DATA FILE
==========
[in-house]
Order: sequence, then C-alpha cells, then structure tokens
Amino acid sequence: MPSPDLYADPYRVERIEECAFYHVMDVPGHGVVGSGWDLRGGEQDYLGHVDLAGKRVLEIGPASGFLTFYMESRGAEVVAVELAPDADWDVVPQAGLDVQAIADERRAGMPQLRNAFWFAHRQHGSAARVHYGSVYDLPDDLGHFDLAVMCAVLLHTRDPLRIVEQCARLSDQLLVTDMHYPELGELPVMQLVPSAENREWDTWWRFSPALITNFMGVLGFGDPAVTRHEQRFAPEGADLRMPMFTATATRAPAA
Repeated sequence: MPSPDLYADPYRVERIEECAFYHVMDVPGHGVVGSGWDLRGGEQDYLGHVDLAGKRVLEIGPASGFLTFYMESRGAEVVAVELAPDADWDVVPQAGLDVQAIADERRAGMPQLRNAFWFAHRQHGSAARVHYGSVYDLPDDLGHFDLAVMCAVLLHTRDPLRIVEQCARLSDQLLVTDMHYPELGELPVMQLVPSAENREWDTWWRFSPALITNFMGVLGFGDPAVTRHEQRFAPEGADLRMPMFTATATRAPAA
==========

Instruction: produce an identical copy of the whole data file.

[in-house]
Order: sequence, then C-alpha cells, then structure tokens
Amino acid sequence: MPSPDLYADPYRVERIEECAFYHVMDVPGHGVVGSGWDLRGGEQDYLGHVDLAGKRVLEIGPASGFLTFYMESRGAEVVAVELAPDADWDVVPQAGLDVQAIADERRAGMPQLRNAFWFAHRQHGSAARVHYGSVYDLPDDLGHFDLAVMCAVLLHTRDPLRIVEQCARLSDQLLVTDMHYPELGELPVMQLVPSAENREWDTWWRFSPALITNFMGVLGFGDPAVTRHEQRFAPEGADLRMPMFTATATRAPAA
Repeated sequence: MPSPDLYADPYRVERIEECAFYHVMDVPGHGVVGSGWDLRGGEQDYLGHVDLAGKRVLEIGPASGFLTFYMESRGAEVVAVELAPDADWDVVPQAGLDVQAIADERRAGMPQLRNAFWFAHRQHGSAARVHYGSVYDLPDDLGHFDLAVMCAVLLHTRDPLRIVEQCARLSDQLLVTDMHYPELGELPVMQLVPSAENREWDTWWRFSPALITNFMGVLGFGDPAVTRHEQRFAPEGADLRMPMFTATATRAPAA